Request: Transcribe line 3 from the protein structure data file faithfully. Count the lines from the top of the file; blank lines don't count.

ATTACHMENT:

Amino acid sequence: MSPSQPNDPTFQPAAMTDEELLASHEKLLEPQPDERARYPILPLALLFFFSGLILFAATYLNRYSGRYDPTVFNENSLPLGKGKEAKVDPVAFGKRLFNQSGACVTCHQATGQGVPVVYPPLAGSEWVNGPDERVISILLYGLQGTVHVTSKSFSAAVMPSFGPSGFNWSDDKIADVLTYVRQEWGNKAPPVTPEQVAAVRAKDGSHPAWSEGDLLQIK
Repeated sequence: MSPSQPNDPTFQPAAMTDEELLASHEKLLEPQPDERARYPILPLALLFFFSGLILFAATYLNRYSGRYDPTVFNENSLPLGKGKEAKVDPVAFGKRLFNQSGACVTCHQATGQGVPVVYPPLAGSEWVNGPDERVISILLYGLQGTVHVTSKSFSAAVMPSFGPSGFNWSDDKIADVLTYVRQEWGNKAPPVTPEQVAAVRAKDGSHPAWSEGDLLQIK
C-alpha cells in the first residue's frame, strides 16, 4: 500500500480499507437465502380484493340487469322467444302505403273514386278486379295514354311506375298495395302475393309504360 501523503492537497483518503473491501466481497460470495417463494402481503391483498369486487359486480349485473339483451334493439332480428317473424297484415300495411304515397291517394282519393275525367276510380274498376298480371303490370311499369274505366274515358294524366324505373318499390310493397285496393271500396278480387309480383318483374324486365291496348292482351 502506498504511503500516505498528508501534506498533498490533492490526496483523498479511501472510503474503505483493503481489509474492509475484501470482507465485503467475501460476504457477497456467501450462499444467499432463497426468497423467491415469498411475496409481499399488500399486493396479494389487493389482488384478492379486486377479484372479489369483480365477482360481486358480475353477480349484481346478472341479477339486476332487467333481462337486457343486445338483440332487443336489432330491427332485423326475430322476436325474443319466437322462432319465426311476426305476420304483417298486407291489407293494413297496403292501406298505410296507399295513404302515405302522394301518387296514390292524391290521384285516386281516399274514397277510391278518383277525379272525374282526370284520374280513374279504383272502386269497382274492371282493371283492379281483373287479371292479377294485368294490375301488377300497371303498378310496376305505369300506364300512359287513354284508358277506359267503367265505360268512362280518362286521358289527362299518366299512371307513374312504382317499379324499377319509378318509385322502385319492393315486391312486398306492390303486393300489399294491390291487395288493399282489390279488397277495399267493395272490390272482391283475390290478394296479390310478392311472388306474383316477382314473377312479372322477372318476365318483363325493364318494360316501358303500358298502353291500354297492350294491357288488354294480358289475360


C-alpha cells in the first residue's frame, strides 16, 4: 500500500480499507437465502380484493340487469322467444302505403273514386278486379295514354311506375298495395302475393309504360 501523503492537497483518503473491501466481497460470495417463494402481503391483498369486487359486480349485473339483451334493439332480428317473424297484415300495411304515397291517394282519393275525367276510380274498376298480371303490370311499369274505366274515358294524366324505373318499390310493397285496393271500396278480387309480383318483374324486365291496348292482351 502506498504511503500516505498528508501534506498533498490533492490526496483523498479511501472510503474503505483493503481489509474492509475484501470482507465485503467475501460476504457477497456467501450462499444467499432463497426468497423467491415469498411475496409481499399488500399486493396479494389487493389482488384478492379486486377479484372479489369483480365477482360481486358480475353477480349484481346478472341479477339486476332487467333481462337486457343486445338483440332487443336489432330491427332485423326475430322476436325474443319466437322462432319465426311476426305476420304483417298486407291489407293494413297496403292501406298505410296507399295513404302515405302522394301518387296514390292524391290521384285516386281516399274514397277510391278518383277525379272525374282526370284520374280513374279504383272502386269497382274492371282493371283492379281483373287479371292479377294485368294490375301488377300497371303498378310496376305505369300506364300512359287513354284508358277506359267503367265505360268512362280518362286521358289527362299518366299512371307513374312504382317499379324499377319509378318509385322502385319492393315486391312486398306492390303486393300489399294491390291487395288493399282489390279488397277495399267493395272490390272482391283475390290478394296479390310478392311472388306474383316477382314473377312479372322477372318476365318483363325493364318494360316501358303500358298502353291500354297492350294491357288488354294480358289475360